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Wind wins Orange County education award

Wind Wins Orange County Education Award
From left, Heidi Cisneros, Leslie Wind and Orange County Superintendent of Schools Bill Habermehl

The Orange County Department of Education honored Leslie Wind, clinical associate professor and director of the USC School of Social Work’s Orange County Academic Center, with its Outstanding Contributions to Education Award.

The awards are presented to individuals and organizations that have made significant contributions to education. The program, which began in the early 1980s, has made an impact in the community by acknowledging the value of giving and honoring those who have offered their time and talents to support education in schools throughout Orange County.

Wind has worked with the Orange County Department of Education since joining the School of Social Work in 2008, donating time, resources and facilities for various educational conferences and trainings sponsored by the department.

“When I first heard about the award, I was surprised and thrilled,” said Wind, who was one of four winners. “It’s such an honor to be recognized for our work and to be recognized by such esteemed and valued colleagues.”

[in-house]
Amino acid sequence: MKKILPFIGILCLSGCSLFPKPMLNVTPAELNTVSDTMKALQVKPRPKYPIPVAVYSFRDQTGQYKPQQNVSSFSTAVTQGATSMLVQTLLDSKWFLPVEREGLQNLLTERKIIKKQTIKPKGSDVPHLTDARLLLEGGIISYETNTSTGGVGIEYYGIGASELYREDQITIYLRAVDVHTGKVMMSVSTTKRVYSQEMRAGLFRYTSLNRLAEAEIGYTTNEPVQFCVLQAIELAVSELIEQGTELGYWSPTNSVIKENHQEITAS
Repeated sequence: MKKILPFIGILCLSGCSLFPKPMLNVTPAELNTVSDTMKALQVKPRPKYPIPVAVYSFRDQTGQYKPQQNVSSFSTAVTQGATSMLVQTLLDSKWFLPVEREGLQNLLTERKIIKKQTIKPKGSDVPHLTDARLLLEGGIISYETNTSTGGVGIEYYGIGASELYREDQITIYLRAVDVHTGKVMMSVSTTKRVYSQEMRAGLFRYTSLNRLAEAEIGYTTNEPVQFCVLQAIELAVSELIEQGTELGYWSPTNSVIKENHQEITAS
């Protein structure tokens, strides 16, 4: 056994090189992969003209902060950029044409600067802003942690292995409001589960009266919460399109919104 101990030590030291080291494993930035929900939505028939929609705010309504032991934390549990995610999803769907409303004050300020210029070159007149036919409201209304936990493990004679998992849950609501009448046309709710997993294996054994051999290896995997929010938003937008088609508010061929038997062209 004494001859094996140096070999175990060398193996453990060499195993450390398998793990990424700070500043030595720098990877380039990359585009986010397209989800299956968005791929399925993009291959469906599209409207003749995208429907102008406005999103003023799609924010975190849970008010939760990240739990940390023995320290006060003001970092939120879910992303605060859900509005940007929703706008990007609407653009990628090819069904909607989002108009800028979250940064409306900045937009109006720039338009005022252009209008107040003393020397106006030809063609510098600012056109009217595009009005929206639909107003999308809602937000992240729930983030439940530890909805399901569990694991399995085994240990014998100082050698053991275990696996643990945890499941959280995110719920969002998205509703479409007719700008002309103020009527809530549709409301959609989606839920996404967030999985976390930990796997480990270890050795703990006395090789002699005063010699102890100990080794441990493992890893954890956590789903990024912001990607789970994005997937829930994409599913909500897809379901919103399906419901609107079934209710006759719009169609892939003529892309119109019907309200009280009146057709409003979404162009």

Heidi Cisneros, an administrator for Safe Schools & Support Services within the Department of Education, nominated Wind. The two frequently collaborate with Cisneros’ team of social workers in the department’s Alternative, Community and Correctional Education Schools and Services (ACCESS) program, which is dedicated to providing quality alternative educational options in Orange County.

“We nominated Dr. Wind for her stellar professionalism and positive energy and passion,” Cisneros said. “She believes in possibilities – not barriers – which makes her an exceptional role model for all social work practitioners.”

Wind donated use of the Orange County Academic Center facilities for the ACCESS program and has hosted two gang intervention conferences, which attracted more than 800 attendees.

She believes in strong community partnerships and has made an effort to integrate the 200 students and 23 faculty members based in Orange County either as interns or mentors in the program’s classrooms.

“Dr. Wind and her outstanding students are passionate in their commitment to serving and providing support to the at-risk youth in Orange County, especially here in our ACCESS program,” Cisneros said.

Wind also assists local community-based mental health agencies in developing grant proposals that focus on trauma and building resilience in youth and their families.

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